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The Limits of Historical Knowledge
Terms in this set (22)
Relating to the theory of knowledge, how we know things.
Neutral, objective. Not to be confused with 'uninterested'.
British scientist and philosopher. Popper rejected induction as a basis for science and argued that the proper role of scientific observation was to refute existing theories rather than to try to confirm them.
Jakob Burckhardt (1818-97)
Swiss historian. He is credited with having coined the term 'Renaissance' (French: 'rebirth') to describe the cultural changes and revival of classical form in 15th c. Italy.
Reasoning from experiment and experience, rather than from theoretical principles. Although strict scientific experimentation is a form of empiricism, so too is deduction based on ill-defined 'common sense', which can lend empiricism an ambiguous intellectual status.
British historian. He pioneered the study of the history of the English family. His ground-breaking work of social history The World We Have Lost (1965) overturned many common assumptions about everyday life in early modern England.
Sir Michael Howard
British military historian, Regis Professor of Modern History at Oxford 1980-9.
Sir Geoffrey (G.R.) Elton
First made his name with a detailed study, based on his Ph.D. thesis, of what he called The Tudor Revolution in Government. He held that Thomas Cromwell had instituted such a strikingly modern system of bureaucracy at Henry VII's court that it amounted in effect to an administrative revolution. However, Elton was sometimes accused of seeing everything in Tudor England as if it related to bureaucratic administration.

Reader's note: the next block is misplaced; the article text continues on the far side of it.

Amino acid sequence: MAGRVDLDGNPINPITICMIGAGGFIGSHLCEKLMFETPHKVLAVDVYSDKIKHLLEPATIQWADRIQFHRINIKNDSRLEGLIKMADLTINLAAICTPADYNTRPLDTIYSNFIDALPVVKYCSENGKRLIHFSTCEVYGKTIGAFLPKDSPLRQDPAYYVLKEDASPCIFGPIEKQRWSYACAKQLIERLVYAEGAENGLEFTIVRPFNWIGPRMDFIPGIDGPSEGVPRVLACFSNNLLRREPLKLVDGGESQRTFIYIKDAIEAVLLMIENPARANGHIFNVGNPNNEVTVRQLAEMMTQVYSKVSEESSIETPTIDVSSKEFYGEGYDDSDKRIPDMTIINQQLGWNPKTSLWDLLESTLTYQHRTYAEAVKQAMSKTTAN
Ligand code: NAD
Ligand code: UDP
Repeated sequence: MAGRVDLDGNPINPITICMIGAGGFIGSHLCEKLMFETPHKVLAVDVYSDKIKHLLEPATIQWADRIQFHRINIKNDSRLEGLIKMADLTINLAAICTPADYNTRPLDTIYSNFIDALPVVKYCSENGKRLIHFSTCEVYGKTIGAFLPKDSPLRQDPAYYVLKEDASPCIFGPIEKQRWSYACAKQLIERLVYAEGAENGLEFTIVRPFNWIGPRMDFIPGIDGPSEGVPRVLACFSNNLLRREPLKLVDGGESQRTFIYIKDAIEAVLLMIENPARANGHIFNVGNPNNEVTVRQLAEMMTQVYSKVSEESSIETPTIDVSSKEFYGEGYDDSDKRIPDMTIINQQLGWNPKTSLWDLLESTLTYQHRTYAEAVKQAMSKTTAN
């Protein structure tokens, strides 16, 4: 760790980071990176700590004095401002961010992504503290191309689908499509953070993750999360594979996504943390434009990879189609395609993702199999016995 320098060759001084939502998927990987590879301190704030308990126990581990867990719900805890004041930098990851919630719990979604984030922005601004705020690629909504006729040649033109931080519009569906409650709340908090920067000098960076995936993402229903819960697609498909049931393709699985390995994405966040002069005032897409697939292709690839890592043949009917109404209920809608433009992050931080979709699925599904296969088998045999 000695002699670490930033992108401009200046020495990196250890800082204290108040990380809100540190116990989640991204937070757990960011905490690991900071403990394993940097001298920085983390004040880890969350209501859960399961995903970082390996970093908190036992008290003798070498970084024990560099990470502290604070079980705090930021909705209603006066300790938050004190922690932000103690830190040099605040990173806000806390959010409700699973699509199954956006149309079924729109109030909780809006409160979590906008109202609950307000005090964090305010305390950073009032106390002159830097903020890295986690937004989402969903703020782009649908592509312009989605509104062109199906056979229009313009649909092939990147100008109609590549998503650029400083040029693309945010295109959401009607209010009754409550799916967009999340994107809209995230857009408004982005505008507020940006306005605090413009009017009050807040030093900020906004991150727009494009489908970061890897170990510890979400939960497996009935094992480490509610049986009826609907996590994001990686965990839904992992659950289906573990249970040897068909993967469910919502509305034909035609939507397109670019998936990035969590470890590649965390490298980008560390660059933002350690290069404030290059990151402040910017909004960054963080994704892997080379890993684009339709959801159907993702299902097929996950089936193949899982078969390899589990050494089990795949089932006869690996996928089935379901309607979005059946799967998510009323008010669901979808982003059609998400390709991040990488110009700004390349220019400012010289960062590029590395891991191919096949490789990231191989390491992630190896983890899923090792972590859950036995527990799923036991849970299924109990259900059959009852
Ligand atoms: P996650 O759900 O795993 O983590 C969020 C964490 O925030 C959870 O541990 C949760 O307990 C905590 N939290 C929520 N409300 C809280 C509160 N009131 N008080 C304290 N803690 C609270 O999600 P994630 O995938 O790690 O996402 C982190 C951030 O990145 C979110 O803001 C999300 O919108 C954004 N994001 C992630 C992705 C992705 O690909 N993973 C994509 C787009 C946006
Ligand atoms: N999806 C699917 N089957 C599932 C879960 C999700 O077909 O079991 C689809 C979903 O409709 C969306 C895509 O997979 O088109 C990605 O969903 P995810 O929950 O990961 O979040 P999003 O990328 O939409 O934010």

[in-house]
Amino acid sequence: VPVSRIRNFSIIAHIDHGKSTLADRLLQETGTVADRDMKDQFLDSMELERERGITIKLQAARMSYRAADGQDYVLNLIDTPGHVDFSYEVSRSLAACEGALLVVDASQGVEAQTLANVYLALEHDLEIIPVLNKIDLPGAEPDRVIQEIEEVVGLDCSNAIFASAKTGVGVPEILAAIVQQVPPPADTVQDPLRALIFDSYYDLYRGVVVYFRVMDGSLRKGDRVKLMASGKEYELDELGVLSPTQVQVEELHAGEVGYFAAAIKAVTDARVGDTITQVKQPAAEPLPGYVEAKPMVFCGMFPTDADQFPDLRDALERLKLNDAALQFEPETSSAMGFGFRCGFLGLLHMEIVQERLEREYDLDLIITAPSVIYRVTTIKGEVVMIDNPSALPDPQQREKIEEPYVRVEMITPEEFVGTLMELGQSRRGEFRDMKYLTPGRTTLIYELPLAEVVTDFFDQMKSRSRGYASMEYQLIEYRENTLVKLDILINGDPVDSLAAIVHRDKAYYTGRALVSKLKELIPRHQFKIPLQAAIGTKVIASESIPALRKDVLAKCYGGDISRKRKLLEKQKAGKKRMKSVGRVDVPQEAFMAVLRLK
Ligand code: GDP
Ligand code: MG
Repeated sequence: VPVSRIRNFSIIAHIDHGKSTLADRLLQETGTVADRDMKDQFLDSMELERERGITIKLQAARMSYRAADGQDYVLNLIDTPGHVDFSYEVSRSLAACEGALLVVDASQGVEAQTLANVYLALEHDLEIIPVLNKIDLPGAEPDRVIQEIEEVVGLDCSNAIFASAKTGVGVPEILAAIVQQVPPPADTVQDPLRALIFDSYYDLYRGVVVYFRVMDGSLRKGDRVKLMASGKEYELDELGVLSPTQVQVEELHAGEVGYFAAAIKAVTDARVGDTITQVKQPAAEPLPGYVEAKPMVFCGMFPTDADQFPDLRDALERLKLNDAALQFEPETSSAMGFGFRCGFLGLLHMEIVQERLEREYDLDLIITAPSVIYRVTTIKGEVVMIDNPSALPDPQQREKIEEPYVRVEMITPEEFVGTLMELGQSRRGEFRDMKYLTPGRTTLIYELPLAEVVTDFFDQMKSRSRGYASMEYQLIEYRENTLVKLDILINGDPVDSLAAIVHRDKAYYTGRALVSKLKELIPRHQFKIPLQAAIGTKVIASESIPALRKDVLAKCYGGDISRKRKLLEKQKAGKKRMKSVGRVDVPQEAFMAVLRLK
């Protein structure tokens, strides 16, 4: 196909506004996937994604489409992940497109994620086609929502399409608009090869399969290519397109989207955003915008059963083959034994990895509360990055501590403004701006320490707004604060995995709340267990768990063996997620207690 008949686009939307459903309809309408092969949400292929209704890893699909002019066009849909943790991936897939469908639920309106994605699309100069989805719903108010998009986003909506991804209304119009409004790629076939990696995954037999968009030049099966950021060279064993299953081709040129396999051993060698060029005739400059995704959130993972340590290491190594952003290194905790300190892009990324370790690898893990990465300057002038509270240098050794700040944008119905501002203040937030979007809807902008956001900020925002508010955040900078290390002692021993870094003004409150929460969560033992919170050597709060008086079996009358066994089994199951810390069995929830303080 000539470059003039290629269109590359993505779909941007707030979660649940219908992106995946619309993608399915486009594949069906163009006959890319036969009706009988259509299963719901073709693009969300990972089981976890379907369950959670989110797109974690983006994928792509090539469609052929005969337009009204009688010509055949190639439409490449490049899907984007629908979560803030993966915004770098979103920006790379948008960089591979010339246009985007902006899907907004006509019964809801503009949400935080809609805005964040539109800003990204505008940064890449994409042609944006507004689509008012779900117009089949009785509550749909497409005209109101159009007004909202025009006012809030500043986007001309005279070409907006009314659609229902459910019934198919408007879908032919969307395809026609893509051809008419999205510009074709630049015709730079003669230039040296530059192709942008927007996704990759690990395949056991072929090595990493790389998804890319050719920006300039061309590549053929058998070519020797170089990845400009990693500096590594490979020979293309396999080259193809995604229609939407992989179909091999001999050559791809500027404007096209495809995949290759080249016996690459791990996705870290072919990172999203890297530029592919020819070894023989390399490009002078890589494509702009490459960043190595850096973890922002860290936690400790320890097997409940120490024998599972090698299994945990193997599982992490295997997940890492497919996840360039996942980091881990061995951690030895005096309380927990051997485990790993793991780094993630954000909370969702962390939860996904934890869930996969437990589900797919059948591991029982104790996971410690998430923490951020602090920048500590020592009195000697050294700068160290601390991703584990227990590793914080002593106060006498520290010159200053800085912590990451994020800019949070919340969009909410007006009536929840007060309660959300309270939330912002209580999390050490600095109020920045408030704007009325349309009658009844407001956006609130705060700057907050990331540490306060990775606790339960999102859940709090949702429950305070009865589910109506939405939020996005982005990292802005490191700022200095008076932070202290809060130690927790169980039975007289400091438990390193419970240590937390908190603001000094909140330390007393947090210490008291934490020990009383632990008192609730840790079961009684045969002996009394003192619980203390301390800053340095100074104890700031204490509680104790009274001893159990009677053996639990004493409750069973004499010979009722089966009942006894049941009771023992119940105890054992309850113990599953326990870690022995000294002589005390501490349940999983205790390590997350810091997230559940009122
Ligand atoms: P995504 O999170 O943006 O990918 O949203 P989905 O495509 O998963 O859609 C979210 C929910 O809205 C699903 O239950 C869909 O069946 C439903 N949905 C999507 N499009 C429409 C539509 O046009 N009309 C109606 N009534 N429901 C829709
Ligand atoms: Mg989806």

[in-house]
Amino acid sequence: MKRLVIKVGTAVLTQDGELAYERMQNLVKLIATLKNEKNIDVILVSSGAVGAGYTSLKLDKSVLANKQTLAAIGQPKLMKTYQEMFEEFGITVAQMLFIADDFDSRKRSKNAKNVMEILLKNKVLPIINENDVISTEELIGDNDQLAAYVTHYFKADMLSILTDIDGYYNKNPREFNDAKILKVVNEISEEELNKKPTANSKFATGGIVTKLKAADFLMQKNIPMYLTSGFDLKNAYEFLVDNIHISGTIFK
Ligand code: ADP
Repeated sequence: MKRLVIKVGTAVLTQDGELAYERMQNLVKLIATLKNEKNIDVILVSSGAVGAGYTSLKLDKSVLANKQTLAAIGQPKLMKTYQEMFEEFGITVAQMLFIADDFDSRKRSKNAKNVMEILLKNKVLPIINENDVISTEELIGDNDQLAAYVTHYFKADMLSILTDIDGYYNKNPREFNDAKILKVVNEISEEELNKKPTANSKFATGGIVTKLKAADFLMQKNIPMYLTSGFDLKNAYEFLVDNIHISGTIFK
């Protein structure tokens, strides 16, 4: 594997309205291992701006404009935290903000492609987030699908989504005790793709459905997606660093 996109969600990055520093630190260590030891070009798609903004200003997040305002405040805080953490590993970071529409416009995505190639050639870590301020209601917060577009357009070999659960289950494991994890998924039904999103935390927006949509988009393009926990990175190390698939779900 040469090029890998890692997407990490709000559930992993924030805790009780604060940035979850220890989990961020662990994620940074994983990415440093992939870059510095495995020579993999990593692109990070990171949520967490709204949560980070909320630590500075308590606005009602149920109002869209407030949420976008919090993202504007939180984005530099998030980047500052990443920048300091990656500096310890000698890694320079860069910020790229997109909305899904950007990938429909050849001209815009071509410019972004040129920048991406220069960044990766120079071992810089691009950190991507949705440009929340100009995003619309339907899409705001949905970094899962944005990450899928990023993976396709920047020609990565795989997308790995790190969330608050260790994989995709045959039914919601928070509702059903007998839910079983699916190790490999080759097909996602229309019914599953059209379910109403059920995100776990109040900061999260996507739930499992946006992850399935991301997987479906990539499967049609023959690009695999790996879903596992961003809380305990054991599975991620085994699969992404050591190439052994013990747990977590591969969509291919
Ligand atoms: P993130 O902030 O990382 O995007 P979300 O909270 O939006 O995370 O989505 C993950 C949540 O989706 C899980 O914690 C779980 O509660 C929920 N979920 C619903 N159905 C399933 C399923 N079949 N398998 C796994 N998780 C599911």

Also known as constructionists; the literary forebears of historical Postmodernists. Inspired by the French literary scholar Jacques Derrida, they stressed the importance of analyzing not just the wording of a text but the hidden assumptions and social or moral values within its vocabulary, even questioning whether text actually denotes what its words theoretically mean.
French philosopher and social historian. Foucault's studies of restrictive or oppressive institutions, such as 19th c. hospitals, prisons and mental asylums, have led to a new understanding of the power relationship between the individual and the state.
Completely unacceptable. The term comes from the Roman Catholic Church, where it is used to denote ideas and beliefs that are entirely incompatible with Catholic doctrine.
A metaphor or figure of speech.
Artistic or relating to art or beauty.
Dominant, exercising power over a region or domain.
An old term for an idea or body that is not as strong as it looks.
The pioneering measure of parliamentary reform, which was finally passed into law in 1832. Historians point out that its provisions were relatively modest but that its symbolic importance was immense.
A tract is a small booklet, larger than a pamphlet but smaller than a book, which puts across an argued case. Tracts were widely used in the 19th c. by church and religious reform groups, but there were plenty of political tracts as well.
The idea that all codes of values or ethics are equivalent and exist in relation to their context; it is therefore not possible to say that any one of them is in any sense 'better' than any other.
An angry and impassioned argument.
Academic work is usually scrutinized in detail by other academics in a process known as peer review.
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